As we and many others reported yesterday, the New England Patriots released defensive tackle Kyle Love this week in the wake of the news that he has Type-2 diabetes. And for those who were wondering whether Love's release might have been for other reasons, there's a lot of evidence that there were no other reasons. First, there was the fact that New England released Love, who started 25 games for the team over the last two seasons, with a non-football injury designation. And, according to Mike Florio of Pro Football Talk, the Pats gave Love two options: Either retire for a year, in which case the team would not move to recover any part of the $500,000 signing bonus he received as part of his two-year, $3.09 million contract extension he signed in 2012, or take a risk on playing sooner, and take a walk.
Love chose the latter, and as it turned out, he didn't have to wait long for a team interested in his services. The Jacksonville Jaguars reported, per the team's official website, that they picked Love up off waivers on Thursday. Love had lost about 30 pounds off his 315-pound frame in the offseason, which left him unable to participate in off-season activities for the Pats, but according to his agent, Richard Kopelman, Love is back in fighting shape and ready for action.
“Prior to the diagnosis, Kyle recently experienced unexplained weight loss, but since being diagnosed and having altered his diet, Kyle has regained most of the weight he lost, is in good health, and was not limited in any way during offseason workouts in which he was engaged up until being told he would be released," Kopelman told ESPN Boston on Wednesday.
Love is the second former Patriots defensive lineman picked up by the Jaguars this week -- they also acquired defensive end Brandon Deaderick off waivers on Tuesday.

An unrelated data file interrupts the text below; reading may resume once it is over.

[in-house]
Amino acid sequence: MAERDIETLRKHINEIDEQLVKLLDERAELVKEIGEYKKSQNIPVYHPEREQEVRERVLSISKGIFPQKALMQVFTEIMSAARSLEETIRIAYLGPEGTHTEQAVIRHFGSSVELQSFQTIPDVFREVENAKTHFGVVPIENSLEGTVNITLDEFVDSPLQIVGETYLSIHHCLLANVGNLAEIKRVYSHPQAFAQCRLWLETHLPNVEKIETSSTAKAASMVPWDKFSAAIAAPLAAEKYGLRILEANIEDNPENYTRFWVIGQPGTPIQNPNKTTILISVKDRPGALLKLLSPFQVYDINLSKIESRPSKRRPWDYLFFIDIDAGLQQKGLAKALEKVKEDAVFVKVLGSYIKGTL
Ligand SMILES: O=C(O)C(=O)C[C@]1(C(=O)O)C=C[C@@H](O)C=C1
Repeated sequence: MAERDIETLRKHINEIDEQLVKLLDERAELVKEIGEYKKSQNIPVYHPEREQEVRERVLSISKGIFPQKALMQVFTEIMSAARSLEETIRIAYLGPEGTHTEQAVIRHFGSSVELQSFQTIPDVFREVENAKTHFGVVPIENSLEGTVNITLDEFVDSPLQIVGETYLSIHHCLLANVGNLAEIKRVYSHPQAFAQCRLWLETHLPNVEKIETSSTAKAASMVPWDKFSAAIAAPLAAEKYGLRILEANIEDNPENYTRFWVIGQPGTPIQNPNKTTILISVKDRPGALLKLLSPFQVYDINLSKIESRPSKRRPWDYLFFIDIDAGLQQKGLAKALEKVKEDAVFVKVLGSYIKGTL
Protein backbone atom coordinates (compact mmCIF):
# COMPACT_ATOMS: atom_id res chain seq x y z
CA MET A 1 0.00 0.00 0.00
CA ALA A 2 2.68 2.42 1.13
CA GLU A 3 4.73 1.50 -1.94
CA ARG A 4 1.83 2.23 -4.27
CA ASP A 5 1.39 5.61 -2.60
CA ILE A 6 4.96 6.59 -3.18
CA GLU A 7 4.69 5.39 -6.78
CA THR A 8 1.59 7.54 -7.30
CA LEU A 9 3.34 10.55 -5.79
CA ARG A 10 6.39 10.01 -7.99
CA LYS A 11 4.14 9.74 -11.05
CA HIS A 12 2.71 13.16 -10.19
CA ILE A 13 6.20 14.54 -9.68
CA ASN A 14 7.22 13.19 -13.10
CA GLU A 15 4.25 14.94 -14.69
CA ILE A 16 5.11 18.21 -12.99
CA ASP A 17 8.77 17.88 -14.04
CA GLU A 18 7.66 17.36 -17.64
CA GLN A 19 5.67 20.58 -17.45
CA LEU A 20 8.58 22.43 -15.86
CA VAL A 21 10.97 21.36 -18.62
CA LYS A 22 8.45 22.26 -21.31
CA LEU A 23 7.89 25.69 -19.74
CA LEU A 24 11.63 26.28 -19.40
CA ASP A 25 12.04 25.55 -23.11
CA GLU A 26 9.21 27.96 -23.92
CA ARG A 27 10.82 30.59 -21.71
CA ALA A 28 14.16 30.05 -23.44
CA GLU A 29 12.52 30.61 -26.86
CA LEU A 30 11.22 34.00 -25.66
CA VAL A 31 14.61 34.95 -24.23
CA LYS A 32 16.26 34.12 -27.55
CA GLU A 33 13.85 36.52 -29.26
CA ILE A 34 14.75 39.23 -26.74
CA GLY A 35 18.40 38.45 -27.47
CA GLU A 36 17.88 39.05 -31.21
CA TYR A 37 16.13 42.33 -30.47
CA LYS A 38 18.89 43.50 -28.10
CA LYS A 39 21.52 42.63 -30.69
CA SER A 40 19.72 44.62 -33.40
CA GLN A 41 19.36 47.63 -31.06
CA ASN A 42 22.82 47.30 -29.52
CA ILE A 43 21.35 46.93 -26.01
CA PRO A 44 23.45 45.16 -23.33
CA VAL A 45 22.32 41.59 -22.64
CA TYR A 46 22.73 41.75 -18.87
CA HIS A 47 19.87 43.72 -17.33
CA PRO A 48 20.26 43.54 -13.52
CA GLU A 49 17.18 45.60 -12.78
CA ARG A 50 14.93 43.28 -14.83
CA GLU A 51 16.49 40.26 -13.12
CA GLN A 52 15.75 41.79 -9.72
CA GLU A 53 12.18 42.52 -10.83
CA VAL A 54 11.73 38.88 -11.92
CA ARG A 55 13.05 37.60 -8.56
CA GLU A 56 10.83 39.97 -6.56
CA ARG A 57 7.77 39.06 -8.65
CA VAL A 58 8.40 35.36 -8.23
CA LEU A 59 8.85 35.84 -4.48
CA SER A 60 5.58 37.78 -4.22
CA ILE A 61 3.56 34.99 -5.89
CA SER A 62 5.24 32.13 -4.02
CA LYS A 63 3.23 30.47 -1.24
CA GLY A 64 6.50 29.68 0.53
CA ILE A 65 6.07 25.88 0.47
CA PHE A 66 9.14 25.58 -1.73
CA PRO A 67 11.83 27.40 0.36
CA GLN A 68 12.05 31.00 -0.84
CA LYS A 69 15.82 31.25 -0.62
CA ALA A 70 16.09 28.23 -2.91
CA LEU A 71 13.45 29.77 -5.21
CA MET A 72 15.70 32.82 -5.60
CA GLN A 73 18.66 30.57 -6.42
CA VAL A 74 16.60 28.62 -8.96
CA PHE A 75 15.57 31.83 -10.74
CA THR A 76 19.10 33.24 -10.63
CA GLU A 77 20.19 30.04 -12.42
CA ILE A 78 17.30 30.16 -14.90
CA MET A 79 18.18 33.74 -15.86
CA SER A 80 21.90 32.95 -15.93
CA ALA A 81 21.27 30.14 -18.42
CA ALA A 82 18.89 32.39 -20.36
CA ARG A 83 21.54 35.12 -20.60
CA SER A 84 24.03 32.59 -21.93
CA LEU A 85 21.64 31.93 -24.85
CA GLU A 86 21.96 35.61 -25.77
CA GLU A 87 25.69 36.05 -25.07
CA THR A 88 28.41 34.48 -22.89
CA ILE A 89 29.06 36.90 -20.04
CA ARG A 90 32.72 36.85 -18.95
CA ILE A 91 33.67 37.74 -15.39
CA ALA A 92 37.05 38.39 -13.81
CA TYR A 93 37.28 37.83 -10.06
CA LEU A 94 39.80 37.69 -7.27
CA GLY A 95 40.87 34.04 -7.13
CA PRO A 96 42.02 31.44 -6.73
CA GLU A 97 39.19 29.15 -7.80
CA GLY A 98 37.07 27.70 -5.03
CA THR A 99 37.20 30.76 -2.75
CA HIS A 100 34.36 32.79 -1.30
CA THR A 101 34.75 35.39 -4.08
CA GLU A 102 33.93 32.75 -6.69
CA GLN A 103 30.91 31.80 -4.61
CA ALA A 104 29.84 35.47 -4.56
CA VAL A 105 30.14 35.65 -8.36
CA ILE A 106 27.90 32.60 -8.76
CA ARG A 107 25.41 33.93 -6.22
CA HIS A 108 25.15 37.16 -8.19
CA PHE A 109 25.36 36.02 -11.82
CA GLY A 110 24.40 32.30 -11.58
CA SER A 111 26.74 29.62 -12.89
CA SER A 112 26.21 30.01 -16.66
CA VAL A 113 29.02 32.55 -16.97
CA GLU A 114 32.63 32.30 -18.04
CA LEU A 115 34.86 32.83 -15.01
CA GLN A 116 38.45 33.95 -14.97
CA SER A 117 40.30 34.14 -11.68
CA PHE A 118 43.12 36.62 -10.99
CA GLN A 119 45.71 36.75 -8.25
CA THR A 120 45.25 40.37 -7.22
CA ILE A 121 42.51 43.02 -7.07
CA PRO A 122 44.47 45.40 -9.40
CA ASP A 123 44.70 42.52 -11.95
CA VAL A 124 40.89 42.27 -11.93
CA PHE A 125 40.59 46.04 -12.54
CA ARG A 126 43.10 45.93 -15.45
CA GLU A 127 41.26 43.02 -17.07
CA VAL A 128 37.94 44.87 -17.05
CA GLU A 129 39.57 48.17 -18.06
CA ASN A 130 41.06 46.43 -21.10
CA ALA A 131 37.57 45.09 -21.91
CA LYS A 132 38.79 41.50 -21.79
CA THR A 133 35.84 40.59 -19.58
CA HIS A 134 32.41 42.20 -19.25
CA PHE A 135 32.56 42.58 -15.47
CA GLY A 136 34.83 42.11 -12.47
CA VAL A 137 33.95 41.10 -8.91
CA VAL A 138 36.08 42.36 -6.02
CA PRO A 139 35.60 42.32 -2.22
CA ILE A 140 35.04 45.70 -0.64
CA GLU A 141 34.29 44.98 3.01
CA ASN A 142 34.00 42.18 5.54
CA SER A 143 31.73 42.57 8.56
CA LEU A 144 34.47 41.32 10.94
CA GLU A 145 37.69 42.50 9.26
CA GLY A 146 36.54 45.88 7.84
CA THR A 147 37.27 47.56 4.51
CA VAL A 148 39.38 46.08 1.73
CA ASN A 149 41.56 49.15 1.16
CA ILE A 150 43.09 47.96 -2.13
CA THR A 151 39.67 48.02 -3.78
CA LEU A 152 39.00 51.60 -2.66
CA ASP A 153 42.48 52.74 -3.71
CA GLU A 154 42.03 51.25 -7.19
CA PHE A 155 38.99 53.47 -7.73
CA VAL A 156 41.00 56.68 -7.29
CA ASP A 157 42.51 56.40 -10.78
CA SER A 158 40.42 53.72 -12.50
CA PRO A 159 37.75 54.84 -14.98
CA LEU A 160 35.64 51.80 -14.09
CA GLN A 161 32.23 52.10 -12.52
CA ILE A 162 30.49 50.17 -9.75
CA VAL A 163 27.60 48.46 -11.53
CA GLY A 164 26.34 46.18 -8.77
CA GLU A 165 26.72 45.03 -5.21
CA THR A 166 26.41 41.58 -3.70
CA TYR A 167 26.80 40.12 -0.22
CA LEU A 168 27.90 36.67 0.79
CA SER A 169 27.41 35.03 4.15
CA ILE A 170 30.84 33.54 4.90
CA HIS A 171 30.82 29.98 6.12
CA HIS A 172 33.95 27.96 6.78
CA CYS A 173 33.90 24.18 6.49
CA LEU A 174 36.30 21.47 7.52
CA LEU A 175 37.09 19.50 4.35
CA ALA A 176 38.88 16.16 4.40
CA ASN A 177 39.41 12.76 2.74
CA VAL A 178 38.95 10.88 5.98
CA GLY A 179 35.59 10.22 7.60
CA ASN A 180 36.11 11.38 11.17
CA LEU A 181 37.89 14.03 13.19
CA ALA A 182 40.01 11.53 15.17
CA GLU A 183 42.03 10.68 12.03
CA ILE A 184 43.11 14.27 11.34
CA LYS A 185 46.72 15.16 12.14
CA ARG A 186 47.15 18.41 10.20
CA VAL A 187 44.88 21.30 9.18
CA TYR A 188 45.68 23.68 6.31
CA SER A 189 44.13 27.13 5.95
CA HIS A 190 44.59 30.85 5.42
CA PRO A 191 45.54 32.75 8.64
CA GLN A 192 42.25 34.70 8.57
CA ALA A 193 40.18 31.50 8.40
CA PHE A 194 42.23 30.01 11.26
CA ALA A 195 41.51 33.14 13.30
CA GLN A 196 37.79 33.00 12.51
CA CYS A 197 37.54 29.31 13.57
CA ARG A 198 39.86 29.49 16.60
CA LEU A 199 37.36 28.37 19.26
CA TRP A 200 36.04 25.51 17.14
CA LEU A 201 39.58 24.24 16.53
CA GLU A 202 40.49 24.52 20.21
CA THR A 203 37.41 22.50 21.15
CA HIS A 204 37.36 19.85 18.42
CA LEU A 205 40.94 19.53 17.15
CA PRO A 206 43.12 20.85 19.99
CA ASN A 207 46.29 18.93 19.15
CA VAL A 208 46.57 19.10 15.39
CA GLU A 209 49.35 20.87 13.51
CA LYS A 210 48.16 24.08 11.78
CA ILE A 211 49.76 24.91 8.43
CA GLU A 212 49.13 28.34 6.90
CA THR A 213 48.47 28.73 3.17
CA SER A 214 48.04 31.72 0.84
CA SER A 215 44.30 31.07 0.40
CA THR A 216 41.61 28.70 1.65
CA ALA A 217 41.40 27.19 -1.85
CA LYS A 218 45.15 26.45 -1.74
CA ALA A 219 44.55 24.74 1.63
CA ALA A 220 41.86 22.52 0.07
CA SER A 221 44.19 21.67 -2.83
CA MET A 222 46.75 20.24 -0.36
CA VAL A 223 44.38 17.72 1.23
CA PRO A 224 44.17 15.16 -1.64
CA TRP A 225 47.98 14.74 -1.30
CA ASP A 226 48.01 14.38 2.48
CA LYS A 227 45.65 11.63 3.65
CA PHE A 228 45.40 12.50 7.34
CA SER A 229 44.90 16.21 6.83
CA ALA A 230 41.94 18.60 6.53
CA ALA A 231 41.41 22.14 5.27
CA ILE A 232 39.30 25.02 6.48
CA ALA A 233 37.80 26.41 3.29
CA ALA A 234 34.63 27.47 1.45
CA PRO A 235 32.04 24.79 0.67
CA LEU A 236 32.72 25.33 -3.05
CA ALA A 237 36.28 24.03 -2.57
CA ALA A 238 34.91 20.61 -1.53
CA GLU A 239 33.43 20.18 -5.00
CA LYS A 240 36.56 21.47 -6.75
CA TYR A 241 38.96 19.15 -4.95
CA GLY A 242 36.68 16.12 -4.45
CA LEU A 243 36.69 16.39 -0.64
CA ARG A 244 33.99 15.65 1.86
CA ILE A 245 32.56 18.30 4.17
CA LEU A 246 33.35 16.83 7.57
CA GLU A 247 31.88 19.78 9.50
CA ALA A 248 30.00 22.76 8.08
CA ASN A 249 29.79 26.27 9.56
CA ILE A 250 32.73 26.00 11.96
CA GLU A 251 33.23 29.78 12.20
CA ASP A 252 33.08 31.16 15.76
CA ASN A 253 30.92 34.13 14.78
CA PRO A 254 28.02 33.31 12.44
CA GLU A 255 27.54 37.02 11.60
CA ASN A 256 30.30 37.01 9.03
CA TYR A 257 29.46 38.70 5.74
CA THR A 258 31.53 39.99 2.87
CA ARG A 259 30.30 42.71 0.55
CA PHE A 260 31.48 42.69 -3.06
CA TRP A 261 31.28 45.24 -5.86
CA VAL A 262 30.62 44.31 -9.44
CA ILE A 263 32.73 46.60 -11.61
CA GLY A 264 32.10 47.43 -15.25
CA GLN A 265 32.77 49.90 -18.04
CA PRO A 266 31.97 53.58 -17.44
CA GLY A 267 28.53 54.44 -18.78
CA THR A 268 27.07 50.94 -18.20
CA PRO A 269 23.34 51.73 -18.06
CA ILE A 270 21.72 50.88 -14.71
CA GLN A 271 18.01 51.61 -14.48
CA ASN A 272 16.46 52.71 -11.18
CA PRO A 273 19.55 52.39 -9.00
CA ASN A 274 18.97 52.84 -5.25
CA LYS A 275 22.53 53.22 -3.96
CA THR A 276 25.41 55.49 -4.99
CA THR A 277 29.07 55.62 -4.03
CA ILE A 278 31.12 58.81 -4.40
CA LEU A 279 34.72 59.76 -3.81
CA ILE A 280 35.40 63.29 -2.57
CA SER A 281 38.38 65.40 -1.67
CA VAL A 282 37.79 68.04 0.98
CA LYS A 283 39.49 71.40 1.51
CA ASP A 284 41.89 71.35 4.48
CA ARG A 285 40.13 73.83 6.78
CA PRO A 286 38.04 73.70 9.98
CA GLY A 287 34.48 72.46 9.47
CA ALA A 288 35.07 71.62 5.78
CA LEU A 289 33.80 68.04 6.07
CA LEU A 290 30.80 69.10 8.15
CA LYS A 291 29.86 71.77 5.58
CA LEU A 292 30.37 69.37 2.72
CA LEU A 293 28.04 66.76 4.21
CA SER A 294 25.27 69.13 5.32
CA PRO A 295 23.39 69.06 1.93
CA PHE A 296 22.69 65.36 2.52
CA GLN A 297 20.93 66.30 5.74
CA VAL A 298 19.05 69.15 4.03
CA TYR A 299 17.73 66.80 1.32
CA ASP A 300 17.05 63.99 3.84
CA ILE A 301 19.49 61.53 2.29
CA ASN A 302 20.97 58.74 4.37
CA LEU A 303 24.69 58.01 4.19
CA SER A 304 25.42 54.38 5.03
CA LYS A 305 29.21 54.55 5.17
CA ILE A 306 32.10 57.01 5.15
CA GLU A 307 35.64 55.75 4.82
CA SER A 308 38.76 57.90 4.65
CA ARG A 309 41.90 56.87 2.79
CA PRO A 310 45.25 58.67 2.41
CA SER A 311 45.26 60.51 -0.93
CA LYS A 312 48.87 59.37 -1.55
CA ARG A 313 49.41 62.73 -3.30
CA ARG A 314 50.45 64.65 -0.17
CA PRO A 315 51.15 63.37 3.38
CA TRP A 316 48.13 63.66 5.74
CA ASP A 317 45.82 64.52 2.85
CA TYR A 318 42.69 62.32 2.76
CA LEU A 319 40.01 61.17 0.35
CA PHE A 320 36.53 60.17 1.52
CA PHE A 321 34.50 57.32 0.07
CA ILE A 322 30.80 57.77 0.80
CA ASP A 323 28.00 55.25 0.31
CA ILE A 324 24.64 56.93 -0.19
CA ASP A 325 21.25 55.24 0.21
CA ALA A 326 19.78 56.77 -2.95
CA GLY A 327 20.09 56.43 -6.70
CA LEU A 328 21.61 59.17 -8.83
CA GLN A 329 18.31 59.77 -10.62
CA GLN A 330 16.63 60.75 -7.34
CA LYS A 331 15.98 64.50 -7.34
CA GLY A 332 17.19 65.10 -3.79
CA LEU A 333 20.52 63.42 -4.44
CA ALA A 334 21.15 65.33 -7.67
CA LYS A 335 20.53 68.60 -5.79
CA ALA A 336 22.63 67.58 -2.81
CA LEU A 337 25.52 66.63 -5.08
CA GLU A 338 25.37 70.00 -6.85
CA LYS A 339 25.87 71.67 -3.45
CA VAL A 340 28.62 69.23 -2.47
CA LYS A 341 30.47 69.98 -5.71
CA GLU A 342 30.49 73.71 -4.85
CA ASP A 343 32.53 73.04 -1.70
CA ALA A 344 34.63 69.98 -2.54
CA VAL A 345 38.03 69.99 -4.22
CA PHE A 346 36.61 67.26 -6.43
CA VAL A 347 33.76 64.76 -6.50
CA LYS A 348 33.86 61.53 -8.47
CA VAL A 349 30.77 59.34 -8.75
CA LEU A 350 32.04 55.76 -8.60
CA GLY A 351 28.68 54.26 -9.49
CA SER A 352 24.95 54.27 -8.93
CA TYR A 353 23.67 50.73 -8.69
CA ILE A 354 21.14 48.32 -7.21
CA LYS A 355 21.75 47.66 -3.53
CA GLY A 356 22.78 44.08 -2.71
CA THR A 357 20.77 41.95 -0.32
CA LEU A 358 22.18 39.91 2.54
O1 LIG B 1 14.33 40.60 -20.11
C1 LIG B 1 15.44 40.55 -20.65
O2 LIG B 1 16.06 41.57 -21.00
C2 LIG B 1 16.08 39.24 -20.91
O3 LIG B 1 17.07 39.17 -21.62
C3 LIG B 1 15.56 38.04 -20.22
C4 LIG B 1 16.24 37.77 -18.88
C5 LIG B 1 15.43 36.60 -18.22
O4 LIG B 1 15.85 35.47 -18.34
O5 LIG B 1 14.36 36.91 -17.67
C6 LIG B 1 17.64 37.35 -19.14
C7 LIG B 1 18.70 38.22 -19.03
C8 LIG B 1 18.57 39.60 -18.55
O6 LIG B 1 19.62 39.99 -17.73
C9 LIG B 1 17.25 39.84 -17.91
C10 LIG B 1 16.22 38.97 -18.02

Love played primarily as a run-stopping tackle for the Patriots, and he could well perform the same role for new Jags head coach Gus Bradley, who learned a lot about multiple fronts from Pete Carroll when Bradley was Seattle's defensive coordinator. Jacksonville signed tackles Sen'Derrick Marks and Roy Miller this offseason, moved former tackle Tyson Alualu to end (where Deaderick will also compete for playing time), and the Jags, who have been missing true pass-rush effectiveness for a number of years, will try Jason Babin as the LEO pass-rushing end.
Kudos to the Jags for taking a chance on Love, who had quietly morphed into a good rotational player in his third NFL season. He was signed as an undrafted free agent in 2010 out of Mississippi State, and became an important cog in a championship-level line. It's also worth mentioning -- once again -- that diabetes is far from an NFL career-ender.
Chicago Bears quarterback Jay Cutler was diagnosed with Type 1 diabetes in 2008, two years after the Denver Broncos selected him in the first round. Three-time Pro Bowl defensive end Michael Sinclair, who racked up 73.5 sacks for the Seattle Seahawks between 1992 and 2001 and still holds the team's single-season sack mark with 16.5, was diagnosed with Type 2 diabetes late in his career. And offensive guard Kendall Simmons started 83 games for the Pittsburgh Steelers and Buffalo Bills from 2002 through 2009 as a Type 1.5 (Latent Autoimmune) diabetic.
As for the Patriots, you'd think they'll have some explaining to do if the NFLPA comes calling with questions about the way this was handled. And the NFLPA should be doing exactly that.